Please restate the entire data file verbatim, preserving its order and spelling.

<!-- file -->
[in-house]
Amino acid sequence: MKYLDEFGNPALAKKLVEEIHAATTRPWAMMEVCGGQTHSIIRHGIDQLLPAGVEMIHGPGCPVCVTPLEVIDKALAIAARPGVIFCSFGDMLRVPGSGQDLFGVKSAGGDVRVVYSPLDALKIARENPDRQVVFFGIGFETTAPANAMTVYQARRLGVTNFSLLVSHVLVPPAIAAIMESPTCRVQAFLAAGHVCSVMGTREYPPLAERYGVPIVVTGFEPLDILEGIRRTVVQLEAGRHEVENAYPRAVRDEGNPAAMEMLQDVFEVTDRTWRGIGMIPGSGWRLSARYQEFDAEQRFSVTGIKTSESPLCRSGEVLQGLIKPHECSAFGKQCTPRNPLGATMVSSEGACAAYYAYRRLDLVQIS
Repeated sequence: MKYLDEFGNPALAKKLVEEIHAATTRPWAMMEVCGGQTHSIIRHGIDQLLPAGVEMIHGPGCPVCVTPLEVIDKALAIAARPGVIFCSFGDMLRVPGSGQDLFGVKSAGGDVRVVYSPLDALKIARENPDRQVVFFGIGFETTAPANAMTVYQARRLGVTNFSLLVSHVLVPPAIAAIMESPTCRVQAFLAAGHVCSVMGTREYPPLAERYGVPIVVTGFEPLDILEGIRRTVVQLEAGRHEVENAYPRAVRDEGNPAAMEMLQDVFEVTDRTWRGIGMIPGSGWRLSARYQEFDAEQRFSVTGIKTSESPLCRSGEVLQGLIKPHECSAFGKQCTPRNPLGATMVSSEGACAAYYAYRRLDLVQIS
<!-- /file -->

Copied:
[in-house]
Amino acid sequence: MKYLDEFGNPALAKKLVEEIHAATTRPWAMMEVCGGQTHSIIRHGIDQLLPAGVEMIHGPGCPVCVTPLEVIDKALAIAARPGVIFCSFGDMLRVPGSGQDLFGVKSAGGDVRVVYSPLDALKIARENPDRQVVFFGIGFETTAPANAMTVYQARRLGVTNFSLLVSHVLVPPAIAAIMESPTCRVQAFLAAGHVCSVMGTREYPPLAERYGVPIVVTGFEPLDILEGIRRTVVQLEAGRHEVENAYPRAVRDEGNPAAMEMLQDVFEVTDRTWRGIGMIPGSGWRLSARYQEFDAEQRFSVTGIKTSESPLCRSGEVLQGLIKPHECSAFGKQCTPRNPLGATMVSSEGACAAYYAYRRLDLVQIS
Repeated sequence: MKYLDEFGNPALAKKLVEEIHAATTRPWAMMEVCGGQTHSIIRHGIDQLLPAGVEMIHGPGCPVCVTPLEVIDKALAIAARPGVIFCSFGDMLRVPGSGQDLFGVKSAGGDVRVVYSPLDALKIARENPDRQVVFFGIGFETTAPANAMTVYQARRLGVTNFSLLVSHVLVPPAIAAIMESPTCRVQAFLAAGHVCSVMGTREYPPLAERYGVPIVVTGFEPLDILEGIRRTVVQLEAGRHEVENAYPRAVRDEGNPAAMEMLQDVFEVTDRTWRGIGMIPGSGWRLSARYQEFDAEQRFSVTGIKTSESPLCRSGEVLQGLIKPHECSAFGKQCTPRNPLGATMVSSEGACAAYYAYRRLDLVQIS